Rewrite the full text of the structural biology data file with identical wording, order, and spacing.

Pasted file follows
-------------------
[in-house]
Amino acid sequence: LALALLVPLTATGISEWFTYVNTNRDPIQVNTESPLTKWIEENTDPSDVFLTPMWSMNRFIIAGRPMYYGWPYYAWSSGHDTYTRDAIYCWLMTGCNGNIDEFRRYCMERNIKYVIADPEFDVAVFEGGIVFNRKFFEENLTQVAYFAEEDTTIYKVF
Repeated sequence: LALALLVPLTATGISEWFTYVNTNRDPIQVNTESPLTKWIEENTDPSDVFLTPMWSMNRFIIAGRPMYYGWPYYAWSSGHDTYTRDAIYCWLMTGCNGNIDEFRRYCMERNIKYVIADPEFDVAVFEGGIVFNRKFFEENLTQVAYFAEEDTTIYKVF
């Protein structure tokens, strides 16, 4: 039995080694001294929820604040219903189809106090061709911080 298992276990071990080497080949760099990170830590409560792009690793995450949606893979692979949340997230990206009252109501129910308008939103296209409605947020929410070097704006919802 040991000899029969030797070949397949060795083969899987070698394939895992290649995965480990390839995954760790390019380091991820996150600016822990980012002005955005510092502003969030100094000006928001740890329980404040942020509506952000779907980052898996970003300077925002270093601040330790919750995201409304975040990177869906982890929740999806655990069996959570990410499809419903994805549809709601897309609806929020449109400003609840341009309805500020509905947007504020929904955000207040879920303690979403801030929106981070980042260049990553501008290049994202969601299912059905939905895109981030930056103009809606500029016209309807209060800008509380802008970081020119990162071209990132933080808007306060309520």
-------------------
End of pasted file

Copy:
[in-house]
Amino acid sequence: LALALLVPLTATGISEWFTYVNTNRDPIQVNTESPLTKWIEENTDPSDVFLTPMWSMNRFIIAGRPMYYGWPYYAWSSGHDTYTRDAIYCWLMTGCNGNIDEFRRYCMERNIKYVIADPEFDVAVFEGGIVFNRKFFEENLTQVAYFAEEDTTIYKVF
Repeated sequence: LALALLVPLTATGISEWFTYVNTNRDPIQVNTESPLTKWIEENTDPSDVFLTPMWSMNRFIIAGRPMYYGWPYYAWSSGHDTYTRDAIYCWLMTGCNGNIDEFRRYCMERNIKYVIADPEFDVAVFEGGIVFNRKFFEENLTQVAYFAEEDTTIYKVF
């Protein structure tokens, strides 16, 4: 039995080694001294929820604040219903189809106090061709911080 298992276990071990080497080949760099990170830590409560792009690793995450949606893979692979949340997230990206009252109501129910308008939103296209409605947020929410070097704006919802 040991000899029969030797070949397949060795083969899987070698394939895992290649995965480990390839995954760790390019380091991820996150600016822990980012002005955005510092502003969030100094000006928001740890329980404040942020509506952000779907980052898996970003300077925002270093601040330790919750995201409304975040990177869906982890929740999806655990069996959570990410499809419903994805549809709601897309609806929020449109400003609840341009309805500020509905947007504020929904955000207040879920303690979403801030929106981070980042260049990553501008290049994202969601299912059905939905895109981030930056103009809606500029016209309807209060800008509380802008970081020119990162071209990132933080808007306060309520």